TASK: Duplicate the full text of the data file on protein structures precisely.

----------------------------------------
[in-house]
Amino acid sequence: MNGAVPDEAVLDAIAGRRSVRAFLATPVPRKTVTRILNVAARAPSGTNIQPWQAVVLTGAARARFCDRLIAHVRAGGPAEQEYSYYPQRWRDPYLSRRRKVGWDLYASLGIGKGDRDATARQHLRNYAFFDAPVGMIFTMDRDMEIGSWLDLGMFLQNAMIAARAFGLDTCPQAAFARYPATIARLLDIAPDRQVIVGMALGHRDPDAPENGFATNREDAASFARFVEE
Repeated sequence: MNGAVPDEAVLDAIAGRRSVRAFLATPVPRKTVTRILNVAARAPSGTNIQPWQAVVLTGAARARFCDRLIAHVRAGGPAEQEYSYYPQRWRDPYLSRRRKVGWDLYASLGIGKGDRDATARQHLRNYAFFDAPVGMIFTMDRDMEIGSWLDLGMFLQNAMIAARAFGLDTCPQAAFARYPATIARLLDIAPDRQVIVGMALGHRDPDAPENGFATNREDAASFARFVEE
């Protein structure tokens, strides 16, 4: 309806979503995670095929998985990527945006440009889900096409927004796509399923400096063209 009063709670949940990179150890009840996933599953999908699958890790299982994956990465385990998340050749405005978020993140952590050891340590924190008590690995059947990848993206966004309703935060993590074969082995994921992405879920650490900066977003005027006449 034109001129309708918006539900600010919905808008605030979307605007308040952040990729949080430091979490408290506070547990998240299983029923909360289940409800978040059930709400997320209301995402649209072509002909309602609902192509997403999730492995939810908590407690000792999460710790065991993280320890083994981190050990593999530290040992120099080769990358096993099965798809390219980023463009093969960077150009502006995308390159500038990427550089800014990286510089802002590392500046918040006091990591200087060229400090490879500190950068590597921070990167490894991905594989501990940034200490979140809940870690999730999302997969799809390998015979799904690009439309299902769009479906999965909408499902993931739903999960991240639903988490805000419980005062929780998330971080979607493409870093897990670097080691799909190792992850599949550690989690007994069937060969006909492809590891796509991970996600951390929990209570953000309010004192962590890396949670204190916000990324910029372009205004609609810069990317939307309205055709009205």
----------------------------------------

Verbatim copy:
[in-house]
Amino acid sequence: MNGAVPDEAVLDAIAGRRSVRAFLATPVPRKTVTRILNVAARAPSGTNIQPWQAVVLTGAARARFCDRLIAHVRAGGPAEQEYSYYPQRWRDPYLSRRRKVGWDLYASLGIGKGDRDATARQHLRNYAFFDAPVGMIFTMDRDMEIGSWLDLGMFLQNAMIAARAFGLDTCPQAAFARYPATIARLLDIAPDRQVIVGMALGHRDPDAPENGFATNREDAASFARFVEE
Repeated sequence: MNGAVPDEAVLDAIAGRRSVRAFLATPVPRKTVTRILNVAARAPSGTNIQPWQAVVLTGAARARFCDRLIAHVRAGGPAEQEYSYYPQRWRDPYLSRRRKVGWDLYASLGIGKGDRDATARQHLRNYAFFDAPVGMIFTMDRDMEIGSWLDLGMFLQNAMIAARAFGLDTCPQAAFARYPATIARLLDIAPDRQVIVGMALGHRDPDAPENGFATNREDAASFARFVEE
């Protein structure tokens, strides 16, 4: 309806979503995670095929998985990527945006440009889900096409927004796509399923400096063209 009063709670949940990179150890009840996933599953999908699958890790299982994956990465385990998340050749405005978020993140952590050891340590924190008590690995059947990848993206966004309703935060993590074969082995994921992405879920650490900066977003005027006449 034109001129309708918006539900600010919905808008605030979307605007308040952040990729949080430091979490408290506070547990998240299983029923909360289940409800978040059930709400997320209301995402649209072509002909309602609902192509997403999730492995939810908590407690000792999460710790065991993280320890083994981190050990593999530290040992120099080769990358096993099965798809390219980023463009093969960077150009502006995308390159500038990427550089800014990286510089802002590392500046918040006091990591200087060229400090490879500190950068590597921070990167490894991905594989501990940034200490979140809940870690999730999302997969799809390998015979799904690009439309299902769009479906999965909408499902993931739903999960991240639903988490805000419980005062929780998330971080979607493409870093897990670097080691799909190792992850599949550690989690007994069937060969006909492809590891796509991970996600951390929990209570953000309010004192962590890396949670204190916000990324910029372009205004609609810069990317939307309205055709009205």